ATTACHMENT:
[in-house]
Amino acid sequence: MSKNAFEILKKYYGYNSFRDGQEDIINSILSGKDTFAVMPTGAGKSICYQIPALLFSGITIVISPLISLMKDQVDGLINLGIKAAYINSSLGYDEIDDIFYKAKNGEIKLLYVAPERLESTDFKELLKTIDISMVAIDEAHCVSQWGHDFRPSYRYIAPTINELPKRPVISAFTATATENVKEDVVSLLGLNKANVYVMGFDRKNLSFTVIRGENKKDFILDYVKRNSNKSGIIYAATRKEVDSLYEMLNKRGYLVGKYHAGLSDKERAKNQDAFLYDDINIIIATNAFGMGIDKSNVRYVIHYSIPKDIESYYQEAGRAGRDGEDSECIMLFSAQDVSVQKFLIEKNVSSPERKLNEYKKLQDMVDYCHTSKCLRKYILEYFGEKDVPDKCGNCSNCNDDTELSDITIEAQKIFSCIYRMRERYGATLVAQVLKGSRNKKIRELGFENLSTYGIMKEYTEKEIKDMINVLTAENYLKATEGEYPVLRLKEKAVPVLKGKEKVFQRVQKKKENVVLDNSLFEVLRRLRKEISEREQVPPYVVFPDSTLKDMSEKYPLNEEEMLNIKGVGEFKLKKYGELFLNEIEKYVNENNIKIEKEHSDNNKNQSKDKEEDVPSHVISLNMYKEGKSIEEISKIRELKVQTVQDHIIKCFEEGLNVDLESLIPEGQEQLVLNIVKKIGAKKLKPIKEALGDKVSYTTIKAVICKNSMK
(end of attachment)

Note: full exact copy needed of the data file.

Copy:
[in-house]
Amino acid sequence: MSKNAFEILKKYYGYNSFRDGQEDIINSILSGKDTFAVMPTGAGKSICYQIPALLFSGITIVISPLISLMKDQVDGLINLGIKAAYINSSLGYDEIDDIFYKAKNGEIKLLYVAPERLESTDFKELLKTIDISMVAIDEAHCVSQWGHDFRPSYRYIAPTINELPKRPVISAFTATATENVKEDVVSLLGLNKANVYVMGFDRKNLSFTVIRGENKKDFILDYVKRNSNKSGIIYAATRKEVDSLYEMLNKRGYLVGKYHAGLSDKERAKNQDAFLYDDINIIIATNAFGMGIDKSNVRYVIHYSIPKDIESYYQEAGRAGRDGEDSECIMLFSAQDVSVQKFLIEKNVSSPERKLNEYKKLQDMVDYCHTSKCLRKYILEYFGEKDVPDKCGNCSNCNDDTELSDITIEAQKIFSCIYRMRERYGATLVAQVLKGSRNKKIRELGFENLSTYGIMKEYTEKEIKDMINVLTAENYLKATEGEYPVLRLKEKAVPVLKGKEKVFQRVQKKKENVVLDNSLFEVLRRLRKEISEREQVPPYVVFPDSTLKDMSEKYPLNEEEMLNIKGVGEFKLKKYGELFLNEIEKYVNENNIKIEKEHSDNNKNQSKDKEEDVPSHVISLNMYKEGKSIEEISKIRELKVQTVQDHIIKCFEEGLNVDLESLIPEGQEQLVLNIVKKIGAKKLKPIKEALGDKVSYTTIKAVICKNSMK